We might speak, also, of the influence of nature in St. Paul's education. He was, indeed, so profoundly occupied with the great themes of Christianity, that he alluded to the phenomena of the outward universe in but a few instances, yet in these with deep and vivid feeling. Still, there pervades every manifestation of his spirit a fervor, a glow, a torrent-like rush of thought and feeling, an overcharged intensity of emotion, which indicates not only quick and strong native susceptibilities, but a soul stimulated from without by familiar conversance with the grand and beautiful in nature; - in fine, a style of character which it is impossible for us to associate with tame, even quiet, scenery. Tarsus was situated on a plain of unsurpassed fertility and richly variegated beauty. In the rear of the city rose the lofty, bald, snowcrowned cliffs of Mount Taurus, piled against the northern

and western sky, summit against summit, crag upon crag, rolling up their mist-wreaths to meet the ascending sun, and arresting midway his declining path. From these cliffs, translucent as glass, made deathly cold even under the summer solstice by their melting snows, tumbled rather than flowed the river Cydnus, over perpetual rapids, and frequent waterfalls of unsurpassed beauty and of grandeur hardly equalled on the Eastern Continent, till only as it approached it became tractable to the oar, and navigable thence to the great sea. And in full sight of the city lay spread the vast Mediterranean, the ocean of the ancient world, whitened with the sails of a multitudinous commerce, alternately serene as a land-locked lake, and lashed by frequent storms into commotion wild and grand as that with which the Atlantic breaks upon its shores. Thus, by the divine ministry of mountain, sea, and river, no less than by the intercourse of the thronged city, and in the world-renowned schools of Stoic and of Jew, was God training the great apostle for his world-wide and world-enduring mission.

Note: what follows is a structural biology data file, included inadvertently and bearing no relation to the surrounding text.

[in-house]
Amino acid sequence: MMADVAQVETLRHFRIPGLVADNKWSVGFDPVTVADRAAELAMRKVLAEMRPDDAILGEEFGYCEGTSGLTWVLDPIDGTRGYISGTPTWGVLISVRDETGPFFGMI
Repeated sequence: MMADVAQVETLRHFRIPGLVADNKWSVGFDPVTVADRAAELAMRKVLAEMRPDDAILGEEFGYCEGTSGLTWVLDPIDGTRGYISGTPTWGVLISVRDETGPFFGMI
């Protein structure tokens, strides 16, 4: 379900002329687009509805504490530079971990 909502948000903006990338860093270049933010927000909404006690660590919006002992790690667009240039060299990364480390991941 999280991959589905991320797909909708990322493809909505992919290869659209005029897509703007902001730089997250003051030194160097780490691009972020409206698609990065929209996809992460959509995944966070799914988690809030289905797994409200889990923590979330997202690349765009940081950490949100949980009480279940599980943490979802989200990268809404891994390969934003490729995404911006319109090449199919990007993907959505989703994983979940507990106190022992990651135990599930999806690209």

But what was this mission, which demanded for this man alone such vast endowments, and such prolonged and diversified culture and experience, while it was enough for his associates in the sacred college that, in every other aspect simple and illiterate men, they should be wise only in the lore of inspiration? We doubt whether the magnitude of the work assigned to St. Paul has been duly considered and appreciated. In an important sense, (though immeasurably inferior to that in which we apply the title to the God-born Saviour,) he was the Founder of Christianity. Christ planted the seeds of his religion in the decaying trunk of Judaism, as those of the mistletoe are lodged in the ancient oak. It was as a reformed sect of Jews that the earliest Christians not only, were regarded, but regarded themselves. The original apostles were still punctilious Hebrews, and held Christianity as a supplementary code to that of Moses. They were at first scandalized and horror-stricken at the thought of abjuring the ceremonial law. When they reluctantly began to gather in Gentile converts, they stretched the yoke of Judaism before the gate of the church, and sought to compel their proselytes VOL. LXXVII. - NO. 160.